Pregnancy: Preeclampsia and Eclampsia

  • Medical Author:
    Melissa Conrad Stöppler, MD

    Melissa Conrad Stöppler, MD, is a U.S. board-certified Anatomic Pathologist with subspecialty training in the fields of Experimental and Molecular Pathology. Dr. Stöppler's educational background includes a BA with Highest Distinction from the University of Virginia and an MD from the University of North Carolina. She completed residency training in Anatomic Pathology at Georgetown University followed by subspecialty fellowship training in molecular diagnostics and experimental pathology.

  • Medical Editor: Charles Patrick Davis, MD, PhD
    Charles Patrick Davis, MD, PhD

    Charles Patrick Davis, MD, PhD

    Dr. Charles "Pat" Davis, MD, PhD, is a board certified Emergency Medicine doctor who currently practices as a consultant and staff member for hospitals. He has a PhD in Microbiology (UT at Austin), and the MD (Univ. Texas Medical Branch, Galveston). He is a Clinical Professor (retired) in the Division of Emergency Medicine, UT Health Science Center at San Antonio, and has been the Chief of Emergency Medicine at UT Medical Branch and at UTHSCSA with over 250 publications.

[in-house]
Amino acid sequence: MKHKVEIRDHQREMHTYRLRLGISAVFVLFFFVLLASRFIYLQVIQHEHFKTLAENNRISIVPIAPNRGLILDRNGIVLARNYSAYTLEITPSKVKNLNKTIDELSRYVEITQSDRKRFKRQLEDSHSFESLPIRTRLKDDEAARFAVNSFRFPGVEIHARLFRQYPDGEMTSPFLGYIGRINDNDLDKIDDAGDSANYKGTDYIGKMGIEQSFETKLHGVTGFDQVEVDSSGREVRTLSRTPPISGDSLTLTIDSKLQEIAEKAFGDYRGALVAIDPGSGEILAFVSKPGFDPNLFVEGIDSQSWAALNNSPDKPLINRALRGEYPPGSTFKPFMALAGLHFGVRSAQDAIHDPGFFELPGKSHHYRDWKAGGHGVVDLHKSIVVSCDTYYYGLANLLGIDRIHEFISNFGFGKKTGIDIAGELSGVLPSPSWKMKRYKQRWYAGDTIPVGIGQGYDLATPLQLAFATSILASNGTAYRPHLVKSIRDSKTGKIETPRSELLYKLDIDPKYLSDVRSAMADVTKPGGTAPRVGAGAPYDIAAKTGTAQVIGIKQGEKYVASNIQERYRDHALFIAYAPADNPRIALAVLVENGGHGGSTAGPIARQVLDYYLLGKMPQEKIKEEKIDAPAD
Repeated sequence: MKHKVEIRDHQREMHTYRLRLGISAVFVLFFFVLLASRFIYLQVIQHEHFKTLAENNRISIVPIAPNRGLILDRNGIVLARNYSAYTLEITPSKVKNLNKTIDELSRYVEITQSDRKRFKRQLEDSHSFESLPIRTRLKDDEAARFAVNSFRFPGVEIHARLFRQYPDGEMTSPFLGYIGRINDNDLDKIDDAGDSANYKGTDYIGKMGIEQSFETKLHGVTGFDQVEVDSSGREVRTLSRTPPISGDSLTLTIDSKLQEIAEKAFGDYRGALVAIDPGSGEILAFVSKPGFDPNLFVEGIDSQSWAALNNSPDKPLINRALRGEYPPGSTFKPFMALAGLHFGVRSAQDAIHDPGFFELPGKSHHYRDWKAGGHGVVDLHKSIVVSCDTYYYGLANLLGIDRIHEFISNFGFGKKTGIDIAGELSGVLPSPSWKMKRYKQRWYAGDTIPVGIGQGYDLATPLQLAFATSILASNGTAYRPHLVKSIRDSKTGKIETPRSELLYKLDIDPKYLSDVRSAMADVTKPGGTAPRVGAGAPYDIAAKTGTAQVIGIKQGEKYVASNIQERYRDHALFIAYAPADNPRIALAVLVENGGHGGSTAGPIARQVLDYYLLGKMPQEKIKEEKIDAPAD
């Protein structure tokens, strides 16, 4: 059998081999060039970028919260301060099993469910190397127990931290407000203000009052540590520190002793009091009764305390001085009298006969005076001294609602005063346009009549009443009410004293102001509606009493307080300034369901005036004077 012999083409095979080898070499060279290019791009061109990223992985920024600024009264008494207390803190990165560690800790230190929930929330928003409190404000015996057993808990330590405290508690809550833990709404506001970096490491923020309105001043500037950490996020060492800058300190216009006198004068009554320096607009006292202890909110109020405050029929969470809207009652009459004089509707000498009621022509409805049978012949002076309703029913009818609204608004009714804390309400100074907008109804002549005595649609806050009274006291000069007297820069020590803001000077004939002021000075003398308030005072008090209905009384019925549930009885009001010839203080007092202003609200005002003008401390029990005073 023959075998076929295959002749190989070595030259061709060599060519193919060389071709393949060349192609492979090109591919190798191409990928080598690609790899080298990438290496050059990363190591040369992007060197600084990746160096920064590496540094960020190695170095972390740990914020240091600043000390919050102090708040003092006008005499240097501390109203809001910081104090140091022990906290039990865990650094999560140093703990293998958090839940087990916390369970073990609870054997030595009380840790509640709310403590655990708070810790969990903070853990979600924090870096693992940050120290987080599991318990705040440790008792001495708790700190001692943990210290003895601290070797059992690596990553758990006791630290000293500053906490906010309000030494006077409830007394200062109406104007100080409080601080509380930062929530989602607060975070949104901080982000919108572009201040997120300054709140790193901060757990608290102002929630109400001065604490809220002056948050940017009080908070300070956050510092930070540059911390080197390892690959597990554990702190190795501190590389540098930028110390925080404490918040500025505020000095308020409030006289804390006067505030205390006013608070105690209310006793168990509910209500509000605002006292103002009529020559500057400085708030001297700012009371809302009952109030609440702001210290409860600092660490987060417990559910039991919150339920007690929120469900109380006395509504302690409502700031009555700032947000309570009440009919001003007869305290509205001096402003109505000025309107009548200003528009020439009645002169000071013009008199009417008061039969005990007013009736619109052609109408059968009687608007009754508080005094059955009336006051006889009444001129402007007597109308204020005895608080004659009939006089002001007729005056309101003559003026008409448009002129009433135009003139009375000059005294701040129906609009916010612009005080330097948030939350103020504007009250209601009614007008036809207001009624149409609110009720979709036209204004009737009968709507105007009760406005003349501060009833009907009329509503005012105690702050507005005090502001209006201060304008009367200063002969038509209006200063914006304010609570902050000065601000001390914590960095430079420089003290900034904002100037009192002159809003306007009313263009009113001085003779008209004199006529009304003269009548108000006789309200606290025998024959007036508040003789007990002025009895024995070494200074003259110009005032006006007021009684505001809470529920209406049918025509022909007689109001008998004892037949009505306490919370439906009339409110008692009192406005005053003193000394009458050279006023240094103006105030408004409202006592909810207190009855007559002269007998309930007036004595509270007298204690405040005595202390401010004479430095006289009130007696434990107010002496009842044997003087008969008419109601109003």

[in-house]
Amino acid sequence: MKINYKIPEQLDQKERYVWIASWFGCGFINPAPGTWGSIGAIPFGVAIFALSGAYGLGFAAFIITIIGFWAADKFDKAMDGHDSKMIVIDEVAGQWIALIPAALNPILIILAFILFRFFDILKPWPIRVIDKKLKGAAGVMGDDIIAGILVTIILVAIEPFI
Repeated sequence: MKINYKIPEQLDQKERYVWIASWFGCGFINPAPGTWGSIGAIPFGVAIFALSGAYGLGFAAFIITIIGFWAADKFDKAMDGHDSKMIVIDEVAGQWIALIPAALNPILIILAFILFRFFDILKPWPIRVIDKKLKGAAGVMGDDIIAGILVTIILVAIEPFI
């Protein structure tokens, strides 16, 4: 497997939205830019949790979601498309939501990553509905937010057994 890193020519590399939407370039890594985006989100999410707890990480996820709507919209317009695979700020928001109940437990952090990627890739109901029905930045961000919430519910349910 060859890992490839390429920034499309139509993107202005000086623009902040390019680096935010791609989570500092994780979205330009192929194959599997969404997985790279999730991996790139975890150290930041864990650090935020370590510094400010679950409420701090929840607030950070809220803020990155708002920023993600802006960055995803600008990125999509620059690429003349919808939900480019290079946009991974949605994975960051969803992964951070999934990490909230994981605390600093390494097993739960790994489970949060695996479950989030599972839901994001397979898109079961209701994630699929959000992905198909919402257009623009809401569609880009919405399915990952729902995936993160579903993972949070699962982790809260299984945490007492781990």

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What causes preeclampsia and eclampsia?

The exact cause of preeclampsia and eclampsia is not fully understood, but it is believed to be a disorder of the lining of blood vessels. Abnormalities of the placenta have also been described. It likely arises due to a combination of factors, including both genetic and environmental influences. A number of genes have been studied as being potentially involved in preeclampsia, and there is an increased risk for women with affected family members. Nutritional factors, obesity, and the immune system may also play a role in its development although this is not yet fully understood. Some studies of the immune response in preeclampsia have shown problems in the way certain cells of the immune system interact with each other to regulate the immune response.

Who is at risk for preeclampsia and eclampsia?

Different factors can increase a woman's risk for developing preeclampsia and eclampsia. These include:

Medically Reviewed by a Doctor on 11/12/2015

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